Is the transport 2020 vision a pitch for funds?

Boris Johnson Funding the mayor's vision will be a huge issue

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Boris Johnson's Vision 2020 for transport feels very much like a pitch document for funding.

The spending round looms and it looks like Transport for London (TfL) could face some big cuts.

The vision brings together what the mayor wants transport-wise until 2020.

Some of the ideas are a long way down the track anyway - such as Woolwich Crossrail Station.

Others are merely an idea the mayor supports, like the Thames Estuary airport.

Once again, the idea of a transport hub involving an airport and the DP World container port in the Estuary was outlined.

Huge costs

He also calls for the government to drop the idea of a third runway at Heathrow and for devolution of rail services.

Mr Johnson also wants 2,000 new buses for London by 2020 and a Hammersmith flyunder, possibly with tolled tunnels elsewhere.

An extension of the Bakerloo line is also on the list.

You won't find many in the capital criticising these ideas but the mayor's opponents say it is too little, too late plus, the costs would be huge and need a massive government contribution.

The big question is funding and, in the short-term, what happens if the government cuts the budget?

There were no answers to my questions on that from the mayor.

One bit of the report highlights the issues around funding, and the difficulties there are for making a case.

On the one hand TfL says investment is desperately needed and efficiencies must be driven through.

On the other it is introducing more staff, with the mayor saying he's willing to pay for them to make Londoners feel safer.

The mayor wants 2,000 new buses for London by 2020, that would cost about £200m more than if he bought off the shelf hybrids. He says it is worth it as they are greener.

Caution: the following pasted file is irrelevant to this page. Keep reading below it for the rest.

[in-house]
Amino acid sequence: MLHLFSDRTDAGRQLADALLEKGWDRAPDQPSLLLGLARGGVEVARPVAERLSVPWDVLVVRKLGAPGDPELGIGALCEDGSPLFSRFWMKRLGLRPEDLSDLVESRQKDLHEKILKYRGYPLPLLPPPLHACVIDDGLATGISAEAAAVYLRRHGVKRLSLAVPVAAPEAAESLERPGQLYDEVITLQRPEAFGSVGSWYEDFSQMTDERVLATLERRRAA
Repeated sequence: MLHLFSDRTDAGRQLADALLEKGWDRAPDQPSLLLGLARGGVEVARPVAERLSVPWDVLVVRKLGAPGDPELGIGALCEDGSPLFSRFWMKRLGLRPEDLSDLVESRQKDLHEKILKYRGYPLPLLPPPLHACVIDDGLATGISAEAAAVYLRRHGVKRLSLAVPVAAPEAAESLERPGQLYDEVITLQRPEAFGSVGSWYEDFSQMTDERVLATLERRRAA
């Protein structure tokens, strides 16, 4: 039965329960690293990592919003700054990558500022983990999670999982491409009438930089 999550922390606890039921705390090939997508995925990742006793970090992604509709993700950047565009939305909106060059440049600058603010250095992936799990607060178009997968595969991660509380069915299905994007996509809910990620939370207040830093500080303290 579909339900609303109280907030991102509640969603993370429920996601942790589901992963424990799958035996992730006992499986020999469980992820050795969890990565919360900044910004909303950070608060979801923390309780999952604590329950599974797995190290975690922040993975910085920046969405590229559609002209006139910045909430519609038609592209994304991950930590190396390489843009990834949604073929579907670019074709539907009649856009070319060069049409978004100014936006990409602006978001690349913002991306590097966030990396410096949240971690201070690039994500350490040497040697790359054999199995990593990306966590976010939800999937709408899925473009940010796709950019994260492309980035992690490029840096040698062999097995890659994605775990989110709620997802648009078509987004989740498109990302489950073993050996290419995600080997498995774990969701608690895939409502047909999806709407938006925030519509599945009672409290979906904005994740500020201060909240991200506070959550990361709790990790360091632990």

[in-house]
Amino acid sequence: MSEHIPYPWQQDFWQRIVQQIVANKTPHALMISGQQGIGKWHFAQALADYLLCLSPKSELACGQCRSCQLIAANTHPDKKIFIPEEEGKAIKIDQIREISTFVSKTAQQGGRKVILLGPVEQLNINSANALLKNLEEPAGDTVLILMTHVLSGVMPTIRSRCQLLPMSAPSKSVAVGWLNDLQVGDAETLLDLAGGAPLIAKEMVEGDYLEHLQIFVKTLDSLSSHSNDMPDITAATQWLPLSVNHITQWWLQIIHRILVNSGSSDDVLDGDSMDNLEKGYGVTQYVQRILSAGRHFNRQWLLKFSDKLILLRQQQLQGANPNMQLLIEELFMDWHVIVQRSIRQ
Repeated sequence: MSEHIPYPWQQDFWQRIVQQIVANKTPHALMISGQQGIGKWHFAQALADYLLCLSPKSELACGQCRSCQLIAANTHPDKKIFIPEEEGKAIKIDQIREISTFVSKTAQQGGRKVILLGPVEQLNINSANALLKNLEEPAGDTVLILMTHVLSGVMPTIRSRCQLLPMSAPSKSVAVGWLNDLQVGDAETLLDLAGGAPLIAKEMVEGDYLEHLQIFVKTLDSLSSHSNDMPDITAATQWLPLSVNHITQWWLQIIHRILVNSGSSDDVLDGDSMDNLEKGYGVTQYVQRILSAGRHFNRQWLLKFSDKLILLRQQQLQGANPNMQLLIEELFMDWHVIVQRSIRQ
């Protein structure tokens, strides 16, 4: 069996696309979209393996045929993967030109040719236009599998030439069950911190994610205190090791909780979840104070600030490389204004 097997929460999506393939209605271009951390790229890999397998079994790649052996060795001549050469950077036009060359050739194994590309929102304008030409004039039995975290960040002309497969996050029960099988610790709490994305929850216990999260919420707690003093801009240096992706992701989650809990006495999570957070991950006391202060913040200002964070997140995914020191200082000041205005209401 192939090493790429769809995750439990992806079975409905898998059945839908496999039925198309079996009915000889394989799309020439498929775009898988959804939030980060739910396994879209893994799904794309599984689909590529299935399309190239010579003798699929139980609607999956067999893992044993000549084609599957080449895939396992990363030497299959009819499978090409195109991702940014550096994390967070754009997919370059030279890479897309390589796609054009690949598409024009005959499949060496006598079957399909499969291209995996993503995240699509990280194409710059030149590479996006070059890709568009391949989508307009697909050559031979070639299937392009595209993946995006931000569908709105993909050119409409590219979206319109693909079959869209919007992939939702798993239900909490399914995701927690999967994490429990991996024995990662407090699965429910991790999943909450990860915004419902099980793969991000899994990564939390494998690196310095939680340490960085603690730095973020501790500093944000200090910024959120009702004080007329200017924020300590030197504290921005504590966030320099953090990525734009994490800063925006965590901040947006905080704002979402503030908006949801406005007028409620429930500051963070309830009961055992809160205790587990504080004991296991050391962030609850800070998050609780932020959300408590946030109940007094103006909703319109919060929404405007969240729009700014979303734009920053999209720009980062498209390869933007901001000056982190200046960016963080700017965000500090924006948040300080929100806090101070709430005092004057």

But 2000 new buses would mean 2000 conductors and the cost of that per year could top £110m if you use previous estimates from the Greens on the Assembly.

So which part of the argument will be listened to?

Tom Edwards Article written by Tom Edwards Tom Edwards Transport correspondent, London

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  • rate this

    Comment number 2.

    Route 24 goes "Boris Bus" on June 22nd, route 11 in September, many more over the next two years. Because Boris chose to use a British company, the Northern Ireland based Wrightbus, they're taking some time as they need to build them and keep other vehicle building commitments across the UK.

  • rate this

    Comment number 3.

    2. Montgomery Jack
    Thanks! Good to see one will be on a route I regularly use

  • rate this

    Comment number 4.

    Please do NOT refer to the BORISMASTER bus as a new ROUTEMASTER. It is nothing like the iconic vehicle that served London so well for 45 years. Its classic lines and engineering simplicity made it an Icon of Design. I would love to see that BBC2 series again. The series also included a programme on the 1957 Black Austin / Carbodies TaxiCab, which showed my father's large body panel Powerpress.

  • rate this

    Comment number 5.

    A line from the report "London will see the opening of the London Gateway 'superport’ in the lower reaches of the Thames Estuary -..."

    It's an interesting perspective that Boris seems to regard Thames Haven as in the 'lower reaches' of the Thames Estuary. Is this part of the plan to con east Londoners that they would not be under the take-off flight path of a Thames airport?

  • rate this

    Comment number 1.

    Where are all the new Routemasters? I've only seen them introduced on the no. 38 route



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